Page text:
In a blog posting at Commonweal this afternoon, Grant Gallicho suggests I may have been too hasty this morning when I reported on a press release from the St. Louis archdiocese claiming that its archbishop was maligned by media accounts and a plaintiff's attorney who, the archdiocese said, had taken parts of the archbishop's deposition out of context.
Earlier reporting had said that Archbishop Robert J. Carlson claimed to be uncertain that he knew sexual abuse of a child by a priest constituted a crime when he was auxiliary bishop in the archdiocese of St. Paul and Minneapolis in the 1980s.
The St. Louis archdiocese this morning, however, said Carlson was responding not to a general question about the sexual abuse of children but to a question about a specific point of Minnesota law -- mandatory reporting laws -- when he said, "I'm not sure whether I knew it was a crime or not. I understand today it's a crime."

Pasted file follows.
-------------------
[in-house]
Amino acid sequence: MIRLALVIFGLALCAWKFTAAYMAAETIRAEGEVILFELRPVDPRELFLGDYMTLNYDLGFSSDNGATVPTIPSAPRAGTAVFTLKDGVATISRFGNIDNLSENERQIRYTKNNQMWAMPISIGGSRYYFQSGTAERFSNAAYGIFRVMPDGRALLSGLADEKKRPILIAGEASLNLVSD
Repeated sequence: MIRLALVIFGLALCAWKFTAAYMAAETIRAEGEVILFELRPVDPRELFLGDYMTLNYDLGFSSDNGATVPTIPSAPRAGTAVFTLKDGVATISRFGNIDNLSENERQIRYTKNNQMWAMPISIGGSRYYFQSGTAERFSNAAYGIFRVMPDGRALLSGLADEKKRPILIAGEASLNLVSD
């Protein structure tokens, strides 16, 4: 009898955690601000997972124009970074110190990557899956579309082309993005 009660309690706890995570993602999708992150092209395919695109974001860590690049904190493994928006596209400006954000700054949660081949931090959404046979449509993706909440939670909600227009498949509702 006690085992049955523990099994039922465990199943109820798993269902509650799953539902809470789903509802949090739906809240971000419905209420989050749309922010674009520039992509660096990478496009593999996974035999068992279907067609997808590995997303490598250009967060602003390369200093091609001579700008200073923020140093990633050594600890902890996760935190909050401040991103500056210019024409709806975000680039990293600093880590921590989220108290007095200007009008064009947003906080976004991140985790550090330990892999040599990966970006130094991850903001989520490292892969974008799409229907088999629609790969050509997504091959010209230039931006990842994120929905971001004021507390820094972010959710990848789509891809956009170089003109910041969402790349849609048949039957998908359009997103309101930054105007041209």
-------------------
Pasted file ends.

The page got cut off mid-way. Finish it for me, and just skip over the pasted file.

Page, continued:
Gallicho's post ("Unhappy with your press? Give the out-of-context talisman a try") digs directly into the transcript of the Carlson deposition and finds a different reading.
Attorney Jeff Anderson asked Carlson four times a variation of the question: "When did you first discern that it was a crime for an adult to engage in sex with a kid?" Four times, Carlson responds with a variation of: "I don't remember."
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Read Gallicho's account and then read the full transcript of Carlson's deposition, which is on the website of the St. Paul-Minneapolis archdiocese.
Perhaps it was the archdiocese that has taken the archbishop's quote out of context.
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